Vesting Orders Explained - How to buy the Freehold where your landlord is missing

If you own a leasehold property you may wish to buy the freehold. But what happens if you have an absentee freeholder or missing landlord?


In such circumstances it will not be possible to serve an initial statutory notice exercising your statutory enfranchisement rights. To cover this situation, there are statutory provisions enabling leaseholders to apply a court for a Vesting Order, which will allow the freehold title to be transferred.

What does a Vesting Order do?

The Vesting Order does not itself transfer title, but allows this to be done once the value of the freehold has been determined and that amount paid into court.

The government's leasehold advisory service recommends obtaining professional advice at an early stage. This is particularly so where some or all of the leaseholders in a block of flats want to enfranchise, as there are various rules which have to be complied with and a special company will usually have to be set up. Fridaysmove can provide quotes from Solicitors and Surveyors who specialise in this area of law.

Initial steps that you should take to trace the freeholder

  • You will first need to check that you are otherwise entitled to enfranchise. (click here for further information)
  • If your property is a leasehold house then you can proceed on your own, but owners of flats will probably have to consult with other leaseholders in their building.
  • Obtain a copy of the freehold title from the land registry, and send a formal notice to the freeholders registered address requiring the freeholder to confirm his contact details.
  • If the freeholder is a company, a free search can be made with the register of companies to ascertain if the company is still registered, and notice sent to their registered address. (If a company is registered in a foreign jurisdiction this will be harder. )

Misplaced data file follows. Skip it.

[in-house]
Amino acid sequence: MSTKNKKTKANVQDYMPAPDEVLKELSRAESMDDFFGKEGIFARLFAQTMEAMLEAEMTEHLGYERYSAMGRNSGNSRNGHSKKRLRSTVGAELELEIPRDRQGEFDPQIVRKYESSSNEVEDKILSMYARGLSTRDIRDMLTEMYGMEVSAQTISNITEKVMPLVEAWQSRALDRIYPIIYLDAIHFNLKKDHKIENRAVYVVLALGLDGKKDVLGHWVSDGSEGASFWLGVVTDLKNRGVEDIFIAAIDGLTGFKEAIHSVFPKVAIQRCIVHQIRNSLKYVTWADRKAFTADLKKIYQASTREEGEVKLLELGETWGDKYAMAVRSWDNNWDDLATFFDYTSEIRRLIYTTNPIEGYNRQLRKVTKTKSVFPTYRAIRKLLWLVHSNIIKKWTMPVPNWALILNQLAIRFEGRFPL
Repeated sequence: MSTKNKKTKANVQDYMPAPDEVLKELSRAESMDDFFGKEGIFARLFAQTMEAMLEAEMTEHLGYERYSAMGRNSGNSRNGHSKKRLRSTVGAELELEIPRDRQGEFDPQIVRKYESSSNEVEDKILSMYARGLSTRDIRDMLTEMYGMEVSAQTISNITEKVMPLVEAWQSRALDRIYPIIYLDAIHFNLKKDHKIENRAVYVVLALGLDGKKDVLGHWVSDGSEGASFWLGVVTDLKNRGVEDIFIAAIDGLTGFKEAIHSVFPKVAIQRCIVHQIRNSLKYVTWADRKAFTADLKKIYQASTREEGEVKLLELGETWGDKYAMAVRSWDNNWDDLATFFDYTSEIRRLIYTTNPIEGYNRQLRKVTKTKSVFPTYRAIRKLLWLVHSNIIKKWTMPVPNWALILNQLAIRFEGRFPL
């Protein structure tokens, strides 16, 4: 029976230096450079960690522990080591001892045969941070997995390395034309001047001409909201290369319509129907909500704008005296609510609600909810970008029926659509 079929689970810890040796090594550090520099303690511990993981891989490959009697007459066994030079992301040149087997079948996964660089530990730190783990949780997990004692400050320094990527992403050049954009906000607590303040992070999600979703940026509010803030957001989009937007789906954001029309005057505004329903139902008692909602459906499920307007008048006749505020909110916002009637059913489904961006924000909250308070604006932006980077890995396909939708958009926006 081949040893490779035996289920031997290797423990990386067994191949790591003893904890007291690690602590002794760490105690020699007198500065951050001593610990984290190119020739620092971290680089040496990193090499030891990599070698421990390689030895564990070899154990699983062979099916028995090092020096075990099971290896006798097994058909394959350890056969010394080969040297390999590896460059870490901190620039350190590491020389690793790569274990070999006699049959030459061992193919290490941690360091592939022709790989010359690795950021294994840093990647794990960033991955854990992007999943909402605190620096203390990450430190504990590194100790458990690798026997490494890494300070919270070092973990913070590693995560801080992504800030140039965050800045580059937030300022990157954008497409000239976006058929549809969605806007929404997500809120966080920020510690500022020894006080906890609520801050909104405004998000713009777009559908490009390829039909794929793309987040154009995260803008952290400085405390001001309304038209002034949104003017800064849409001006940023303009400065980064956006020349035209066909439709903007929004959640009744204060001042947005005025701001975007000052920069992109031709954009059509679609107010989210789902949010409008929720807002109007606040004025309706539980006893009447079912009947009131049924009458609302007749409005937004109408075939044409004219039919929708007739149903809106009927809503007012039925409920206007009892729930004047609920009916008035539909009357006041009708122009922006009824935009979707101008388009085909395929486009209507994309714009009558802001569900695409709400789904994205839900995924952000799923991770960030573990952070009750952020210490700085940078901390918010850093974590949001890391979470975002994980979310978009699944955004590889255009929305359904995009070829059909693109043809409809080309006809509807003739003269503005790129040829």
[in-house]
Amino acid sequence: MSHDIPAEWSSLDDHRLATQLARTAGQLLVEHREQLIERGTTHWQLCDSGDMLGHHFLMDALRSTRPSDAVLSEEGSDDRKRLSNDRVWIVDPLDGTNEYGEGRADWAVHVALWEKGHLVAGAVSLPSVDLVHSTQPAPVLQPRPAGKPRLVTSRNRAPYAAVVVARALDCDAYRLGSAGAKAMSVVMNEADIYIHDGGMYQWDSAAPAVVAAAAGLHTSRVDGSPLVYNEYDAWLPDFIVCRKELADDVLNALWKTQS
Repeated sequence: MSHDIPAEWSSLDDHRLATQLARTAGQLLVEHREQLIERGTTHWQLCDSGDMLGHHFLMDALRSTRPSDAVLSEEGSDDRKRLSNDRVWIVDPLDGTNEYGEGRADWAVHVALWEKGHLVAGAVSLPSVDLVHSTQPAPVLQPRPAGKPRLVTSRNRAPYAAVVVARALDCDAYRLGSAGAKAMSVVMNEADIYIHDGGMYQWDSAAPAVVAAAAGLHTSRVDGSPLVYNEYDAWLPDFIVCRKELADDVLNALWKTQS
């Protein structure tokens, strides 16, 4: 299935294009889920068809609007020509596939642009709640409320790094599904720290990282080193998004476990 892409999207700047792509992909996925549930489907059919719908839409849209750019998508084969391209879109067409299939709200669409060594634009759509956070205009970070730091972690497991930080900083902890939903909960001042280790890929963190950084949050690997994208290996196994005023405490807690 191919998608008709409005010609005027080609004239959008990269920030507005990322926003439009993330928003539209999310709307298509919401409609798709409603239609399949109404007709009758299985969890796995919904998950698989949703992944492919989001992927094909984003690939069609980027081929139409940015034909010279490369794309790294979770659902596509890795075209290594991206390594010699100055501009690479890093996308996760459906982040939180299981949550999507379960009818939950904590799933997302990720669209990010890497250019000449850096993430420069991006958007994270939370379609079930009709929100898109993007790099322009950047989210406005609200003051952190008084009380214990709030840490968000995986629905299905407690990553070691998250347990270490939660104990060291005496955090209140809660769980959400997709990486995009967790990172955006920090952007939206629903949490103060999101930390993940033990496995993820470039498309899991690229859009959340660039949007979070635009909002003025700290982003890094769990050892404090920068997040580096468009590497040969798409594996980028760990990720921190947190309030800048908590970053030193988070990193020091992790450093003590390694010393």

• Try to contact anyone who has previously attempted to collect the ground rent or service charge – this might not be the landlord, but a managing agent employed by him.
  • Get an enquiry agent to trace an individual – this would best be done through a Solicitor.

Applying for a Vesting Order

A formal application has to be made to a court, which is best done through a Solicitor with experience of these applications.

If the court is satisfied that the application is in order and that proper attempts have been made to trace the freeholder without success then a Vesting Order can be granted without the need for a formal hearing.

Applying to the  Leasehold Valuation Tribunal to determine the premium.

The fact that the freeholder cannot be traced does not mean that you can acquire the freehold without payment. An application still has to be made to the Leasehold Valuation Tribunal (LVT) to determine the value of the freehold, but the Vesting Order allows an application to be made without the service of the usual notice.

Transferring the freehold title.

Once the  LVT has decided the value (or 'premium'), that amount has to be paid into court, which will then designate someone to sign a transfer of the title in place of the missing freeholder. The land registry will then register the transfer of the freehold title so that the leaseholders can then manage the building on their own account.
If the original freeholder subsequently appears he cannot reverse the transfer, but can of course apply to the court for the premium to be paid to him.

Getting professional advice

The procedures for acquiring the freehold title when the freeholder is missing are quite complex.   Applications to both a court and the LVT will be required, which must comply with their rules, and a final application for registration of the transfer must be made to the land registry. For these reasons the government's leasehold advisory service recommends obtaining advice from qualified professionals.

Phone 0330 660 0286 now for a quote for all aspects of this work.